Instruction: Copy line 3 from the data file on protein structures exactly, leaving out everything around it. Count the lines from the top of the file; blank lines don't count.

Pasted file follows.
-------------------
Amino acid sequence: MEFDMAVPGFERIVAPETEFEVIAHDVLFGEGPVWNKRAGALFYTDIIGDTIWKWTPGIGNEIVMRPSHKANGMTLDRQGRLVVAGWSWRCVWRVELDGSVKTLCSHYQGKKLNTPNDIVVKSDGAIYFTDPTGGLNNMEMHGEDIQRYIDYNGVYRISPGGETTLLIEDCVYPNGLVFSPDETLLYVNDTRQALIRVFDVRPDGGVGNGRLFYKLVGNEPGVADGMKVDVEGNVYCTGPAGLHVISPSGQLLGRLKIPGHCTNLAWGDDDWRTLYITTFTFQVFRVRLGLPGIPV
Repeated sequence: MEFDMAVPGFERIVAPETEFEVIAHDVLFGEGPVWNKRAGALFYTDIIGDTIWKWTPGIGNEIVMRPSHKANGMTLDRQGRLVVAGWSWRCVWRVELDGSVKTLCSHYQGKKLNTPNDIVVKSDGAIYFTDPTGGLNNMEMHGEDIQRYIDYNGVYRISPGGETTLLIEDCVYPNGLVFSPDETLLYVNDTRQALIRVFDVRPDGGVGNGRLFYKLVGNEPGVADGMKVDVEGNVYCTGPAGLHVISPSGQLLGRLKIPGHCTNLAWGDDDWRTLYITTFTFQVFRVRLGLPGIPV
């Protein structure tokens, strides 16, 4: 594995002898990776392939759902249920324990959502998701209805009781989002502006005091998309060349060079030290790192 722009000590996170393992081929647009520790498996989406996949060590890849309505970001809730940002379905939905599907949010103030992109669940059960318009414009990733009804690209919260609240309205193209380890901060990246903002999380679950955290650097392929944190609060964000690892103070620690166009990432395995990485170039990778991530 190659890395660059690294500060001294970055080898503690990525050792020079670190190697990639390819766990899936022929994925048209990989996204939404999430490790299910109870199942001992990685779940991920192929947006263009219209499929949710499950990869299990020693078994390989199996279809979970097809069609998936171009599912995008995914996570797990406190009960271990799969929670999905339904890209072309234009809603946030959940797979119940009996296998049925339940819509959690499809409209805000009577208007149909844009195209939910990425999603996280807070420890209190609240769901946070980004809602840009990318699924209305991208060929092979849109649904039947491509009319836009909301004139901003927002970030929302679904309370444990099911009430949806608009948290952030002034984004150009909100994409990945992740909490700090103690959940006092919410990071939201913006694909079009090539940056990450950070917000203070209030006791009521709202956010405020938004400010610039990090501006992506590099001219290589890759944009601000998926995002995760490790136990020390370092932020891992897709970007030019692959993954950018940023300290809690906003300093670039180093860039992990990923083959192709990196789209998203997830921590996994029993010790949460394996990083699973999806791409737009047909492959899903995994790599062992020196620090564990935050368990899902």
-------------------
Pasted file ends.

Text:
């Protein structure tokens, strides 16, 4: 594995002898990776392939759902249920324990959502998701209805009781989002502006005091998309060349060079030290790192 722009000590996170393992081929647009520790498996989406996949060590890849309505970001809730940002379905939905599907949010103030992109669940059960318009414009990733009804690209919260609240309205193209380890901060990246903002999380679950955290650097392929944190609060964000690892103070620690166009990432395995990485170039990778991530 190659890395660059690294500060001294970055080898503690990525050792020079670190190697990639390819766990899936022929994925048209990989996204939404999430490790299910109870199942001992990685779940991920192929947006263009219209499929949710499950990869299990020693078994390989199996279809979970097809069609998936171009599912995008995914996570797990406190009960271990799969929670999905339904890209072309234009809603946030959940797979119940009996296998049925339940819509959690499809409209805000009577208007149909844009195209939910990425999603996280807070420890209190609240769901946070980004809602840009990318699924209305991208060929092979849109649904039947491509009319836009909301004139901003927002970030929302679904309370444990099911009430949806608009948290952030002034984004150009909100994409990945992740909490700090103690959940006092919410990071939201913006694909079009090539940056990450950070917000203070209030006791009521709202956010405020938004400010610039990090501006992506590099001219290589890759944009601000998926995002995760490790136990020390370092932020891992897709970007030019692959993954950018940023300290809690906003300093670039180093860039992990990923083959192709990196789209998203997830921590996994029993010790949460394996990083699973999806791409737009047909492959899903995994790599062992020196620090564990935050368990899902």